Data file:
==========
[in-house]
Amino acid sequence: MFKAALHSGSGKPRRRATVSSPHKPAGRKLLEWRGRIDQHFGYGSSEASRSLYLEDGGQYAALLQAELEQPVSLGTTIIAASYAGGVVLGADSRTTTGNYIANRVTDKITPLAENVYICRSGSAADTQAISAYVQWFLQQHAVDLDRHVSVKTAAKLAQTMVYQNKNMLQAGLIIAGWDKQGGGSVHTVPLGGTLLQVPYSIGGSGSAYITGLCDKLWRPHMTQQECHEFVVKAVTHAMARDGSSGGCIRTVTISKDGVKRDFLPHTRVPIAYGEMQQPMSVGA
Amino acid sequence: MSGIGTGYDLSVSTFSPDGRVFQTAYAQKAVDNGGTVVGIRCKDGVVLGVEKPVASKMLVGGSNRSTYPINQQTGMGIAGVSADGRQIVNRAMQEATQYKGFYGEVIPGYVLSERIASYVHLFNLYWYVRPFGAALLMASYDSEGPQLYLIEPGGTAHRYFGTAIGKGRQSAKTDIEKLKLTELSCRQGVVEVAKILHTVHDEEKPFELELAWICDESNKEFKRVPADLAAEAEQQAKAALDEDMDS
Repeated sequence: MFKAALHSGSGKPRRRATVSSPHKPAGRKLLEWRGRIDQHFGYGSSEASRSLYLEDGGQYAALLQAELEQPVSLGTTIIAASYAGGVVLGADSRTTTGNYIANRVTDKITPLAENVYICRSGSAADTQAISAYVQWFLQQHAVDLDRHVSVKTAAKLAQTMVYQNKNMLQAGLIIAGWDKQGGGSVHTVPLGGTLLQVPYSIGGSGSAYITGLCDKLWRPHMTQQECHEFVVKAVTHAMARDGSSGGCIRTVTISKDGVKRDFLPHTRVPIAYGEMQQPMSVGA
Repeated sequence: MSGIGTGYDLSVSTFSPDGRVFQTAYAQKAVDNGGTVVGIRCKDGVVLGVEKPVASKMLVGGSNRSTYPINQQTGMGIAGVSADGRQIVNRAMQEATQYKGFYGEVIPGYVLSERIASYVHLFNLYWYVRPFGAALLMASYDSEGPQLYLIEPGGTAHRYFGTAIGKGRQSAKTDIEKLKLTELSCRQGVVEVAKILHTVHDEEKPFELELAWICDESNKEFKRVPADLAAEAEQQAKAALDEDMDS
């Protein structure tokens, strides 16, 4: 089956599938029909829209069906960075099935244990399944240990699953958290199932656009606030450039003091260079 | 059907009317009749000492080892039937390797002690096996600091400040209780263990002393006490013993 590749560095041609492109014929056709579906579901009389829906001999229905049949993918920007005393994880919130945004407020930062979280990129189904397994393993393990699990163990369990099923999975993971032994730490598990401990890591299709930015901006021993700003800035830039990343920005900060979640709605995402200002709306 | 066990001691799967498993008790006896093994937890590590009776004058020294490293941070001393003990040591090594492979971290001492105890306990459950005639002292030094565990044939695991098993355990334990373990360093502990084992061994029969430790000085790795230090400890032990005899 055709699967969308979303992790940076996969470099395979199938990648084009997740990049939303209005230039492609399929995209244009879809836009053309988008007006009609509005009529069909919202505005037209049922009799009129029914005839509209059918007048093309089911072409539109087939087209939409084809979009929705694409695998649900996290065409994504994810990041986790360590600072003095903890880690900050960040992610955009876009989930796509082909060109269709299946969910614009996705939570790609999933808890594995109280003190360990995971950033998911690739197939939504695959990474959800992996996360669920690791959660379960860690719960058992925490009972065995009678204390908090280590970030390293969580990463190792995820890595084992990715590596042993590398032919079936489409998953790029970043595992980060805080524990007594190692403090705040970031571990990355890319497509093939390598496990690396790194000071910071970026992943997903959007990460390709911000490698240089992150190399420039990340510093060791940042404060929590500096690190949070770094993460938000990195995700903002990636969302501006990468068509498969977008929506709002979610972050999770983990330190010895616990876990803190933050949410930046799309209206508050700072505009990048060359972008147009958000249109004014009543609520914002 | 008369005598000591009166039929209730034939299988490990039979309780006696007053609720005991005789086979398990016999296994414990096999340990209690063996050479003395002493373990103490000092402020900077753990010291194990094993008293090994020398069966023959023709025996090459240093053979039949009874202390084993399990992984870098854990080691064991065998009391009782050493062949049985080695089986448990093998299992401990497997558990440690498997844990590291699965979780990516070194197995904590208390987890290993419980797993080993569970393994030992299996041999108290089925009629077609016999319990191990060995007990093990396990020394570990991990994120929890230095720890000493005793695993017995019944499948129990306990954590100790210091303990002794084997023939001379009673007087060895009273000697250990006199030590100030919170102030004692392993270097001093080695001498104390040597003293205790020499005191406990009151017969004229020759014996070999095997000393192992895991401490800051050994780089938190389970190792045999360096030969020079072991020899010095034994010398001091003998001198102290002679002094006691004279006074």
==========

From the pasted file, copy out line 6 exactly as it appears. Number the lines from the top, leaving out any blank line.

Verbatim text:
């Protein structure tokens, strides 16, 4: 089956599938029909829209069906960075099935244990399944240990699953958290199932656009606030450039003091260079 | 059907009317009749000492080892039937390797002690096996600091400040209780263990002393006490013993 590749560095041609492109014929056709579906579901009389829906001999229905049949993918920007005393994880919130945004407020930062979280990129189904397994393993393990699990163990369990099923999975993971032994730490598990401990890591299709930015901006021993700003800035830039990343920005900060979640709605995402200002709306 | 066990001691799967498993008790006896093994937890590590009776004058020294490293941070001393003990040591090594492979971290001492105890306990459950005639002292030094565990044939695991098993355990334990373990360093502990084992061994029969430790000085790795230090400890032990005899 055709699967969308979303992790940076996969470099395979199938990648084009997740990049939303209005230039492609399929995209244009879809836009053309988008007006009609509005009529069909919202505005037209049922009799009129029914005839509209059918007048093309089911072409539109087939087209939409084809979009929705694409695998649900996290065409994504994810990041986790360590600072003095903890880690900050960040992610955009876009989930796509082909060109269709299946969910614009996705939570790609999933808890594995109280003190360990995971950033998911690739197939939504695959990474959800992996996360669920690791959660379960860690719960058992925490009972065995009678204390908090280590970030390293969580990463190792995820890595084992990715590596042993590398032919079936489409998953790029970043595992980060805080524990007594190692403090705040970031571990990355890319497509093939390598496990690396790194000071910071970026992943997903959007990460390709911000490698240089992150190399420039990340510093060791940042404060929590500096690190949070770094993460938000990195995700903002990636969302501006990468068509498969977008929506709002979610972050999770983990330190010895616990876990803190933050949410930046799309209206508050700072505009990048060359972008147009958000249109004014009543609520914002 | 008369005598000591009166039929209730034939299988490990039979309780006696007053609720005991005789086979398990016999296994414990096999340990209690063996050479003395002493373990103490000092402020900077753990010291194990094993008293090994020398069966023959023709025996090459240093053979039949009874202390084993399990992984870098854990080691064991065998009391009782050493062949049985080695089986448990093998299992401990497997558990440690498997844990590291699965979780990516070194197995904590208390987890290993419980797993080993569970393994030992299996041999108290089925009629077609016999319990191990060995007990093990396990020394570990991990994120929890230095720890000493005793695993017995019944499948129990306990954590100790210091303990002794084997023939001379009673007087060895009273000697250990006199030590100030919170102030004692392993270097001093080695001498104390040597003293205790020499005191406990009151017969004229020759014996070999095997000393192992895991401490800051050994780089938190389970190792045999360096030969020079072991020899010095034994010398001091003998001198102290002679002094006691004279006074």